We propose a workflow to reduce initial uncertainty of the reservoir model by incorporating production data. Advanced statistical methods such as sensitivity analysis, Gaussian process response surfaces, sequential experimental design and gradual deformation are combined to produce a very cost effective approach to production data assimilation. In previous works, response surface and experimental design methods have been proven quite effective for uncertainty propagation workflows; however they were only able to deal with continuous and discrete parameters. By using the gradual deformation method we are able to include stochastic parameters such as permeability and porosity, thus avoiding previous limitations. The advantages of using advanced non-parametric response surface methods are highlighted both in obtaining accurate global sensitivity indices and also to apply a full probabilistic inversion approach. Note that both methods generally require several thousands of model runs and are therefore unpractical without using response surface methods. Statistical diagnostics are used to validate the response surface models and adaptive sequential design strategies are proposed to improve their accuracy.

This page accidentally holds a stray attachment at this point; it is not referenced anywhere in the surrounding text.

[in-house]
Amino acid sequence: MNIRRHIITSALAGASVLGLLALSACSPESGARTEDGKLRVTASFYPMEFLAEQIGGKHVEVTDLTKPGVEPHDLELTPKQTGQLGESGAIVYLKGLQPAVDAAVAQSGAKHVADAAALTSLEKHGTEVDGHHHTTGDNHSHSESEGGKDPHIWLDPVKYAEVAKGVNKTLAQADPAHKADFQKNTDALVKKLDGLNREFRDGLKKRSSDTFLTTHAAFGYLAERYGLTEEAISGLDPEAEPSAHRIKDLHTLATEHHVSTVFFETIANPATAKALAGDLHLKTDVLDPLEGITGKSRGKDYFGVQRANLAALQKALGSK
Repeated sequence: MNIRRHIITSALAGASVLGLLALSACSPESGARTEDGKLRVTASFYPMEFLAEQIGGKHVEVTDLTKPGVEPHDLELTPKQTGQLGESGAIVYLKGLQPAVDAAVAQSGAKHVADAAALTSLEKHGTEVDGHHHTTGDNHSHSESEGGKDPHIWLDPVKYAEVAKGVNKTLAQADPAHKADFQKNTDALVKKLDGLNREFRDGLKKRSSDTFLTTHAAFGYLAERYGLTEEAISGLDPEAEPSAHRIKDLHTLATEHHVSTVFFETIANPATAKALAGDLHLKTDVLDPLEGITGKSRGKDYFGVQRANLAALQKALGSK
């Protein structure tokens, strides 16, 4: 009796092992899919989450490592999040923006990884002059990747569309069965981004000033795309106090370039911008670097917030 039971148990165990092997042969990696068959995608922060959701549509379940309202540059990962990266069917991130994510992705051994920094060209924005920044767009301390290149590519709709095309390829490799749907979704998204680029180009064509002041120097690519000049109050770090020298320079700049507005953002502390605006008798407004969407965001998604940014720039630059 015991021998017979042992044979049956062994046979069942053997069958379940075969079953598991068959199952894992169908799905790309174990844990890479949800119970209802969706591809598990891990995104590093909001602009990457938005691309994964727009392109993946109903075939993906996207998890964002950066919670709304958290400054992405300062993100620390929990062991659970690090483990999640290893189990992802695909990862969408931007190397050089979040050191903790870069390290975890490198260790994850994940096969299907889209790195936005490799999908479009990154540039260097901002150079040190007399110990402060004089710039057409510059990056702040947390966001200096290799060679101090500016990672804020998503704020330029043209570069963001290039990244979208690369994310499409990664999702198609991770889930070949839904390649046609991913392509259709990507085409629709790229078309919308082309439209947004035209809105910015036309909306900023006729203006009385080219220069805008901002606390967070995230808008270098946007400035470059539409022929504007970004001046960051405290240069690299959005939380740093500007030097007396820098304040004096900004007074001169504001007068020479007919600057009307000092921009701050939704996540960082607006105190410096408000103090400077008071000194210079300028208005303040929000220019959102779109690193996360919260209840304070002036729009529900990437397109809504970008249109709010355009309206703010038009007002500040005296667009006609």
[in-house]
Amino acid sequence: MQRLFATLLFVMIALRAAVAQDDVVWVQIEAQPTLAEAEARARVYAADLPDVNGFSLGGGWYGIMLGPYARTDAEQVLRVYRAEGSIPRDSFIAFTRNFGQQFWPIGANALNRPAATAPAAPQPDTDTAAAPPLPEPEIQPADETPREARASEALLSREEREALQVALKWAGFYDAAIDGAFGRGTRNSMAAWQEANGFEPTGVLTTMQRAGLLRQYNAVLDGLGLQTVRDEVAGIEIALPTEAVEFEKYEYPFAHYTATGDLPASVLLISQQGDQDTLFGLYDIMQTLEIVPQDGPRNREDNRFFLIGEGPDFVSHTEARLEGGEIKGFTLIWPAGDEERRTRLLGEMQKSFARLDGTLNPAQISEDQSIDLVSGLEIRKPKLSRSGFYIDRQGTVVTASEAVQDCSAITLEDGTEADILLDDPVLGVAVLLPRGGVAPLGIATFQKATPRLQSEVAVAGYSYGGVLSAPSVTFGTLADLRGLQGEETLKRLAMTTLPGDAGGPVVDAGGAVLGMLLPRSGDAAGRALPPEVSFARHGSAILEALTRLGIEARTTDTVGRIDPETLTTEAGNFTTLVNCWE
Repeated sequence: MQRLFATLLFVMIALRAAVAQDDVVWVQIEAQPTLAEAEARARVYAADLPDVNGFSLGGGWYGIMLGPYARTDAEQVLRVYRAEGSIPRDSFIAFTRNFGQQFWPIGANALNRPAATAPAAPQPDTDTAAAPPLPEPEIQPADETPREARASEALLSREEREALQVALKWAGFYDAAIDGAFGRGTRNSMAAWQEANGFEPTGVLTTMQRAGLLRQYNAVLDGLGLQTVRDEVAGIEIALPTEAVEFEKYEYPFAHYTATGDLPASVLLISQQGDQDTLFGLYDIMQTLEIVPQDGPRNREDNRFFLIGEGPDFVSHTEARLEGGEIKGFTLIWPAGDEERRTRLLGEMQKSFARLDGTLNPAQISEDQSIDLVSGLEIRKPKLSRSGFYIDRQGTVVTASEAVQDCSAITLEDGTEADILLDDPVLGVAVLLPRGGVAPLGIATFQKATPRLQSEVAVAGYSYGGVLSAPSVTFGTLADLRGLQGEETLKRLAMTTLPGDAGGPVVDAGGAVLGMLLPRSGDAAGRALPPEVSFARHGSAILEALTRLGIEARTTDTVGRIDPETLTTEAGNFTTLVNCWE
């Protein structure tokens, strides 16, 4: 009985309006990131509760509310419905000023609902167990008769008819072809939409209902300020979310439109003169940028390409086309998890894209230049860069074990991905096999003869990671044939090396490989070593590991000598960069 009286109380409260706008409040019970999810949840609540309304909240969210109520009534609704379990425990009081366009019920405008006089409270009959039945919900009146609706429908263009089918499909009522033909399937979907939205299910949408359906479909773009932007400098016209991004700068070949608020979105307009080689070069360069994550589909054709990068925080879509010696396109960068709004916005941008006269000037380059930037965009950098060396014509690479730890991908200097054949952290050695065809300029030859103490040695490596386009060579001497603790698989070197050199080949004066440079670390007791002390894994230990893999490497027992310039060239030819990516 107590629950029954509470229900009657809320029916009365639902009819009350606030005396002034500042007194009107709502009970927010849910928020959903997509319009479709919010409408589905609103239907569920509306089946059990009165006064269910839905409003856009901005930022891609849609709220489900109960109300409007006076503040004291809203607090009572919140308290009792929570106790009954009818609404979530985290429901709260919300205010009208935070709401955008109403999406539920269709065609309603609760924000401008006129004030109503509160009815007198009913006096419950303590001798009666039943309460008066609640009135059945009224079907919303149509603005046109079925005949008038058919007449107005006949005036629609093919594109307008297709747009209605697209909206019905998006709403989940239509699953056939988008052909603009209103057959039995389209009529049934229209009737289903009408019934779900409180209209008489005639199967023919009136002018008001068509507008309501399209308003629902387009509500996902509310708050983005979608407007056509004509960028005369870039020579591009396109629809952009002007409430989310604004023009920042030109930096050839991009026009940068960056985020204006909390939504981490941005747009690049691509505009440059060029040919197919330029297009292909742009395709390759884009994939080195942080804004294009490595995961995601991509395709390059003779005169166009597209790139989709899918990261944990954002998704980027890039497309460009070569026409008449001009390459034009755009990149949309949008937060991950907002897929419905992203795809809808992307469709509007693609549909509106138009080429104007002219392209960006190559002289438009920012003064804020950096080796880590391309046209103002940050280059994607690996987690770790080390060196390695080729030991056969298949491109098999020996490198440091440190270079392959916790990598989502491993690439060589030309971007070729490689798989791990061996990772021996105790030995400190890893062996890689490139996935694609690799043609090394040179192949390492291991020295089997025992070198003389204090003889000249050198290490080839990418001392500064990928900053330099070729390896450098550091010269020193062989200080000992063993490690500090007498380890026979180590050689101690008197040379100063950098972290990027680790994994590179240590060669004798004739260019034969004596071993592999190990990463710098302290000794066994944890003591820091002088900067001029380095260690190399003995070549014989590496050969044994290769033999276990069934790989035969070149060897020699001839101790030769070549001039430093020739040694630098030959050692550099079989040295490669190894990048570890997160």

The workflow is applied to production data assimilation of a Brazilian oil field. In a first phase the production history mismatch is analyzed to understand the general behavior of the model as well as to select the uncertain parameters mostly responsible for this mismatch. To perform this phase experimental design and sensitivity analysis techniques are used.
In a second phase another objective function is built using only data that seem to be possibly matched using the current model and set of parameters. The new objective function is used in a probabilistic inversion loop to obtain posterior distribution of parameters and to reduce the forecasting uncertainty. The results of the study can then be directly used to obtain reliable probabilistic forecasts. Moreover, posterior distributions of parameters can be utilized to reduce uncertainty ranges in a subsequent study with the updated geological model.
Many assisted history matching methods are usually black box approaches that provide only one (or a very few) best history matched models. It is usually difficult to assess the quality of the history match obtained and to assess how much the obtained model is robust to observation data errors. In this paper a new workflow is presented to perform history matching studies involving advanced statistical methods. Statistical methods are used to support reservoir engineers handling complex reservoirs and high amount of data in order to better understand the reservoir models and their mismatch with the real reservoirs and to finally obtain more reliable probabilistic forecasts.